Twas impoffible that tranfactions of the kind we have just been relating, fhould not, in every point of view, forcibly attract the attention of all the furrounding nations of Europe. But, to the people of thefe kingdoms, they became, at an early period, from feveral peculiar circumtances, a fubject matter of a more direct, as well as ferious intereft. Before we proceed, therefore, to the detail of our parliamentary proceedings, it will be neceflary to give a fhort account of the general impreffion which the tranfactions of France made upon the public mind; to point out the different views they fuggefted to political parties, and the firit appearance of a defign to form a common caufe between the fpeculative reformers of our own nation, and the levelling party, which foon became all-powerful, in France.

The reader will have remarked the many favourable circumftances, under which the ftates-general of France were at firft affembled, and which seemed to require but an ordinary degree of public virtue and political prudence to improve them into the most importantadvantages. With a fpirit of conceffion tending to facility, the reprefentatives of the two firit orders, the clergy and the nobility, were empowered, by the inftructions of their respective constituents, to concede upon almoft all the points, which had ever been confidered as invidious, or were then in difpute, and particularly thofe of pecuniary privileges. Every thing that could be required from a prince, to whom the happiness of his people had ever been the object nearest his heart, was to be reckoned upon as certain; and, amongst the reft, the future periodical meetings of the ftates, by which the gradual improvement of

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purfued to the dreadful confequences, which have fince enfued. Before the clofe of the year 1789, a celebrated member of the British parliament, in a work, which will remain to the latest pofterity as a monument of enlightened patriotifm and unrivalled political judgment, not only warned the French nation of the dreadful precipice, upon which it flood, but foretold, with a circumftantial exactnefs, thefe horrors, which, though fince acted almost under our eyes, we hesitate to believe. At the fame time, he laid open to the view of all Europe, the defigns of a faction, which aimed directly, both from policy and upon principle, at the total fubverfion of all its eftablished governments.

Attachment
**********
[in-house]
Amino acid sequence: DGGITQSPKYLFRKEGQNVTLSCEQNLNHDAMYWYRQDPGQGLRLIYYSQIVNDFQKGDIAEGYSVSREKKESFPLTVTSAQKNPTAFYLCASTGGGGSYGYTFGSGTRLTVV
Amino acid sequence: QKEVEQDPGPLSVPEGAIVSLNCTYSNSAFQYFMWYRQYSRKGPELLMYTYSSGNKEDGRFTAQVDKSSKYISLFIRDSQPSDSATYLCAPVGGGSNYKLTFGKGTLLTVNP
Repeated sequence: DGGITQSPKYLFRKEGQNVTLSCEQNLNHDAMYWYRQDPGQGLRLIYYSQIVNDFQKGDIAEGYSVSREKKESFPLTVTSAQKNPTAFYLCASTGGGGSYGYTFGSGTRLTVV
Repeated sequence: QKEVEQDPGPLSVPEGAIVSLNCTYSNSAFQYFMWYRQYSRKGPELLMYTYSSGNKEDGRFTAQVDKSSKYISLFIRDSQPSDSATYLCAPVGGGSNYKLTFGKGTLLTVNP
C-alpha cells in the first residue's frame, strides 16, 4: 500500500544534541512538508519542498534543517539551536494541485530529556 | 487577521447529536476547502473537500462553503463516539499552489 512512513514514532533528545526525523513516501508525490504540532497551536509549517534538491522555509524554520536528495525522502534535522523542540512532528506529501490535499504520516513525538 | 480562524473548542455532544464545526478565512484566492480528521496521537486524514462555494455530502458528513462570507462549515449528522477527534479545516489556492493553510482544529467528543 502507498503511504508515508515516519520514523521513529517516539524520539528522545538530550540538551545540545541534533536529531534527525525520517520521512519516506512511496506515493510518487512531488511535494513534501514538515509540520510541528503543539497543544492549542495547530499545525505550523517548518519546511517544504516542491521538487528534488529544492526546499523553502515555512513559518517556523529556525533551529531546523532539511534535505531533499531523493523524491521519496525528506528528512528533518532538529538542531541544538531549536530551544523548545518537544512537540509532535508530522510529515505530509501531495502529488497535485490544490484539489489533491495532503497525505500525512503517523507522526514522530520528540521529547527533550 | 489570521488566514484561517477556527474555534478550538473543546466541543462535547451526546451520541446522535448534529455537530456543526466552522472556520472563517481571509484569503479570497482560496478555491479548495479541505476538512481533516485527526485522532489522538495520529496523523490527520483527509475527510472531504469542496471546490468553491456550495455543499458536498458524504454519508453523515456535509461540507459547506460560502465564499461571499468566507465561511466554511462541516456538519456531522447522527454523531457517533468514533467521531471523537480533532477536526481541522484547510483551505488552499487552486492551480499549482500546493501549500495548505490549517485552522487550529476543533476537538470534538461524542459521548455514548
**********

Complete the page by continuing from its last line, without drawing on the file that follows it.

It was evident to the projectors of the French revolution, that their plan must neceffarily exceed the limits of their own territory. Confcious of the defperate lengths to which their fyftem led, and refolved to push it to its utmoft extent, they could not expect, that either the policy or generofity of the neighbouring ftates would fuffer them to re. main unconcerned fpectators of the fcenes they were preparing to act, or inattentive to the principles eftablished, in order to justify or produce them. They faw, that it was not lefs neceffary to the fuccefs of the general plan, than to the execution of that part, in which they were immediately engaged, to involve the other nations, without delay, in the fame diftractions. And notwithflanding they failed, for the moft part, in this attempt, yet it is not to be doubted, but that the countenance they received amongst individuals in foreign countries, though not attended with fatal confequences to thofe countries themselves, yet by

the credit it gave to the exaggerated accounts given by their journalists of the general prevalence of their principles, contributed, in no small degree, to encourage the prevalent faction to the perpetration of those dreadful exceffes, which they were afterwards wrought up to commit.

Such were the zeal and activity of the French agitators, and fuch the extent and boldness of their plans, that it is notorious, that there was no part of Europe in which their agents were not established for the purpofe of diffeminating their pernicious. principles. Great-Britain and Ireland offered, upon many obvious accounts, the fairest field to the industry of these democratic miffionaries. It was not neglected, and was cultivated not without fuccefs. Active and zealous partizans were found ready to co-operate with them. Nor was this confined to individuals: but various political focieties, of more or less ancient denomination, made it their business to propagate their principles, and recommend their example. The nobility of France had not been long profcribed and the church plundered, nor the king many days led captive to Paris, before letters of congratulation were fent from feveral of thele focieties in both kingdoms, and a regular official correfpondence opened between them and the leaders in France. In the tranfactions of thefe focieties, the means by which the revolution was carried on and effected, if not always praised, were yet pronounced to be fanctified by the end; the example was recommended as a glorious pattern for the imitation of mankind, and fanguine expectations were held out, that it was but the firft, though an effential and leading ftep to the general